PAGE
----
Dr. T and the Women (12)

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The ViewLondon Review

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Review byMatthew Turner16/08/2001

Two stars out of five
Running time: 121 mins

Disappointing Robert Altman film that’s largely unworthy of its talented cast – it suffers from a lack of plot and a poor script that wobbles uncertainly between comedy and drama.

Altman’s best films are a perfect combination of black humour, satire and human observation. Here, however, his target seems too easy – not women in general, but middle-class Dallas women - all blonde and flashily over-dressed with seemingly nothing better to do than shop and fawn over their drop-dead-gorgeous gynaecologist (Richard Gere).

The opening scene combines two of Altman’s trademarks and sets the tone perfectly, as a long tracking shot leads us through Gere’s office while a gaggle of women talk over each other as they vie for the attention of Gere’s long-suffering receptionist Shelley Long.

The actual plot is both overloaded and very flimsy. Gere’s wife (Farrah Fawcett) cracks up while out shopping and ends up stripping naked and dancing in a mall fountain.

She is diagnosed as suffering from the "Hestia Complex" (apparently brought on by being loved too much by Gere) and is institutionalised. Meanwhile, his alcoholic sister-in-law (Laura Dern) has moved in with her three kids.

One of his daughters (Kate Hudson) is getting married and his other daughter (Tara Reid) is both jealous of her and suspicious of her sister’s overly close friendship with her maid-of-honour (Liv Tyler, playing one of only two brunettes in the film).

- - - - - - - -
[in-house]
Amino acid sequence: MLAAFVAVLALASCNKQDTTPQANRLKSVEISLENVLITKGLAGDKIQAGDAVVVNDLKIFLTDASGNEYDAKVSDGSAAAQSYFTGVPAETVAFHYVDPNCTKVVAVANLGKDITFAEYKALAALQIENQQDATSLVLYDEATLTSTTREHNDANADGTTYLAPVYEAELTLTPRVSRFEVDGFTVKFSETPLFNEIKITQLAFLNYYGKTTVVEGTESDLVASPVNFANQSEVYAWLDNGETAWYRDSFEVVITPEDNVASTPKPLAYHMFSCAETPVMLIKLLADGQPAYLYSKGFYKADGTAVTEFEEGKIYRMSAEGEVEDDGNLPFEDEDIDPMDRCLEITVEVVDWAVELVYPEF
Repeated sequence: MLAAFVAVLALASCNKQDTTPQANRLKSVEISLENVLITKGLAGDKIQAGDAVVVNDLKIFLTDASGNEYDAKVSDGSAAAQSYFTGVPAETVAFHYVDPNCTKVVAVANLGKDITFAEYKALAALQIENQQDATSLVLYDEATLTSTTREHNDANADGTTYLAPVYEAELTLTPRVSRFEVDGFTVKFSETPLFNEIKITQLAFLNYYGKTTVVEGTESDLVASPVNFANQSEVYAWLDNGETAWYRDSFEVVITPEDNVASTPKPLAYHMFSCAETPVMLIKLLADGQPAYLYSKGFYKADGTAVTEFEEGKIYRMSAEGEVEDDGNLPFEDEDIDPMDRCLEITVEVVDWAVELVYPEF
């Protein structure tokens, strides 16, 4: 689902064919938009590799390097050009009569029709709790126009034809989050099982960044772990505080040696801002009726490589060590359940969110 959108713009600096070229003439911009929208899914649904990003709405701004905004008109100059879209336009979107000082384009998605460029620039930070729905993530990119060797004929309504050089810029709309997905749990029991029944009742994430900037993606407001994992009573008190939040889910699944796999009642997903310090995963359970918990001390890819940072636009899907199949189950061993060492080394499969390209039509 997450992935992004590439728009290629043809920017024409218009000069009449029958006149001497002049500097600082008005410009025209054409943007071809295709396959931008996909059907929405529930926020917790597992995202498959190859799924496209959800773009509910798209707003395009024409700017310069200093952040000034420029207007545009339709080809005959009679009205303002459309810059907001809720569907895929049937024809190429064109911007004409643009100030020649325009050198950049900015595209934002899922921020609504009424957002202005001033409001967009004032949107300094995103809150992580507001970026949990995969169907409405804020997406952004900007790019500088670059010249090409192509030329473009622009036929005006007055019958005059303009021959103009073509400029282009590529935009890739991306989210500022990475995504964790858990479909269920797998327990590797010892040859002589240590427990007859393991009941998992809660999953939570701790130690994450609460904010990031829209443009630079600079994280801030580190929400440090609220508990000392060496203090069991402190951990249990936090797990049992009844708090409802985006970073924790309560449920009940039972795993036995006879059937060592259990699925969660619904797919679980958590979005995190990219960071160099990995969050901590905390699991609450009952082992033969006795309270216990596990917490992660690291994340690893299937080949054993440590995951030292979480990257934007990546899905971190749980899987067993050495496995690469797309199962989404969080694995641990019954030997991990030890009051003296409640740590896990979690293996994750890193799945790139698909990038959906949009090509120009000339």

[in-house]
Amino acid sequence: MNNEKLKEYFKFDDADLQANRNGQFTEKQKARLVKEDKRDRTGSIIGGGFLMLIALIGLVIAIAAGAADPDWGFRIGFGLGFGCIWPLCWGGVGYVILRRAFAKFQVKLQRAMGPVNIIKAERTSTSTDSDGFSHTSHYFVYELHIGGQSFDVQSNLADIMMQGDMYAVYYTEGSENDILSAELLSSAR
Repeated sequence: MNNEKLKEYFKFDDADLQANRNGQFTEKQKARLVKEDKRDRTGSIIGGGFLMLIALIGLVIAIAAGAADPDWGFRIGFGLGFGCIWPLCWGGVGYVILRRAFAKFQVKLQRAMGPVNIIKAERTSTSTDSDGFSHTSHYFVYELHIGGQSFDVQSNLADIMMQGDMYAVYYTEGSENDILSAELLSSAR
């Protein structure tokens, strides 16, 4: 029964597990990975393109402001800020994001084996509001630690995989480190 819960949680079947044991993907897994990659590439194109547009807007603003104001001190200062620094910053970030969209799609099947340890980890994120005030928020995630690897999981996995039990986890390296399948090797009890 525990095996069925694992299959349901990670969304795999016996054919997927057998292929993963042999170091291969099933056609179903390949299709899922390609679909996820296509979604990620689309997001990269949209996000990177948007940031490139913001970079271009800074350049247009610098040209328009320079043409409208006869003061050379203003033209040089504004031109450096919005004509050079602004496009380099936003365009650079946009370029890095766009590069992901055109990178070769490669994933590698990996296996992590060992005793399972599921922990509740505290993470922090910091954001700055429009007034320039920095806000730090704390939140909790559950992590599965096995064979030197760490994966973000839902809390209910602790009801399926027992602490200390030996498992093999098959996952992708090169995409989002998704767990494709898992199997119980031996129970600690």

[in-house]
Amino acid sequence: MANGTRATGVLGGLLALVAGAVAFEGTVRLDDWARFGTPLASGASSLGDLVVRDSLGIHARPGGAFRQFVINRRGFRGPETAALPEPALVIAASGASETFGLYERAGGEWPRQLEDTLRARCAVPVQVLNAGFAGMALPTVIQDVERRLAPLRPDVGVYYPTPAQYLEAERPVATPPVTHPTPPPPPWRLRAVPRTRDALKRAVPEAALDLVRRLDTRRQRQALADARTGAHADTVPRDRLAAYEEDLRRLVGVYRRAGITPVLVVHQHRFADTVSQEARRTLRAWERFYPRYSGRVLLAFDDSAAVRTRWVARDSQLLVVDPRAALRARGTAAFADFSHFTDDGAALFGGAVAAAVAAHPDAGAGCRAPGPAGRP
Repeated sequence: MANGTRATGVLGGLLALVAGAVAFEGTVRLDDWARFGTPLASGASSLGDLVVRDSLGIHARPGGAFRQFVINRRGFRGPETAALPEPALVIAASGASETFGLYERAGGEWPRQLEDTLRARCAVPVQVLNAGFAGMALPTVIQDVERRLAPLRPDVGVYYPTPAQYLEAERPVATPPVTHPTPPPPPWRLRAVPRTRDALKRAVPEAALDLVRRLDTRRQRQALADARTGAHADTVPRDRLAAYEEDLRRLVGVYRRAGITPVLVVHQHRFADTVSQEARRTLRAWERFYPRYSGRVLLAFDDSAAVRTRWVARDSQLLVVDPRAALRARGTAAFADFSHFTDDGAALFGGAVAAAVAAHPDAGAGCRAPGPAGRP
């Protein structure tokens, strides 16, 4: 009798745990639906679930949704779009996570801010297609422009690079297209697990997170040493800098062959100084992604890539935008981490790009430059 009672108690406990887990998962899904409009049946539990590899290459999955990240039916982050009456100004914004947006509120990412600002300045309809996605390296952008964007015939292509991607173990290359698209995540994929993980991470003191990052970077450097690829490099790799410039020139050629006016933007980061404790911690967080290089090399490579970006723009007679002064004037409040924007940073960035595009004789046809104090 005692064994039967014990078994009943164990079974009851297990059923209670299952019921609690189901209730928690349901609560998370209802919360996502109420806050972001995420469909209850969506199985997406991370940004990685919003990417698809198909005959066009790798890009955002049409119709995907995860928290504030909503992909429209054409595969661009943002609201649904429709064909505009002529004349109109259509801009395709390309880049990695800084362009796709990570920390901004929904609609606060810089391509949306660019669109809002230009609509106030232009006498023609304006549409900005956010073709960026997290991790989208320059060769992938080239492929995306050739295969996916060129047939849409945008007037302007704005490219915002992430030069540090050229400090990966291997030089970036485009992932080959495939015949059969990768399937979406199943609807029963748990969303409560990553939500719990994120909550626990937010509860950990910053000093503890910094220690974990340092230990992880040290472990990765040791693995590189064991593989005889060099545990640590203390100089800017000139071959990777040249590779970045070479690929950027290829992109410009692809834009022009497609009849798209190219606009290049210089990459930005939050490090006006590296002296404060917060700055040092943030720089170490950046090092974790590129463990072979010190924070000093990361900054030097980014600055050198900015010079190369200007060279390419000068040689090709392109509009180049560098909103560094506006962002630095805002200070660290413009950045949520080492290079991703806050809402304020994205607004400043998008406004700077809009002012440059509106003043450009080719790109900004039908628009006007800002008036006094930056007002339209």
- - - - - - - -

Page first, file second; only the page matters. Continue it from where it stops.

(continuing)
Surrounded by the estrogen-fuelled madness at his clinic and with all this going on at home, it’s little wonder that he finds himself attracted to golfing pro Bree (Helen Hunt), who seems altogether more relaxed.

One of the problems with the film is that there are too many characters and yet none of the stories really goes anywhere. Similarly, the script seems uncertain as to whether the film is primarily a comedy or a drama, so on the one hand we get Shelley Long’s comic over-acting and on the other we get the "serious" relationship between Gere and Hunt.

To be fair, it’s very well-acted. Gere, in particular, remains sympathetic despite his misguided naivety (he idolises all women, believing them sacred) and the fact that he commits adultery so soon after his wife (whom he supposedly worshipped) is put away.

Of the women, American Pie’s Tara Reid stands out but this may be because she has the most interesting character – her tour of the infamous Grassy Knoll is a highlight.

There’s also a good cameo from Janine Turner and Hunt’s ‘nice-girl’ persona is given an interesting twist. Also, if you like that sort of thing, you do get to see Kate Hudson and Liv Tyler kiss, so it’s not as if the film is entirely without redeeming qualities!

In general, though, given the calibre of the director and the impressive cast, this is something of a disappointment and you won’t lose anything by waiting for the video.

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Content updated: 15/12/2017 12:08

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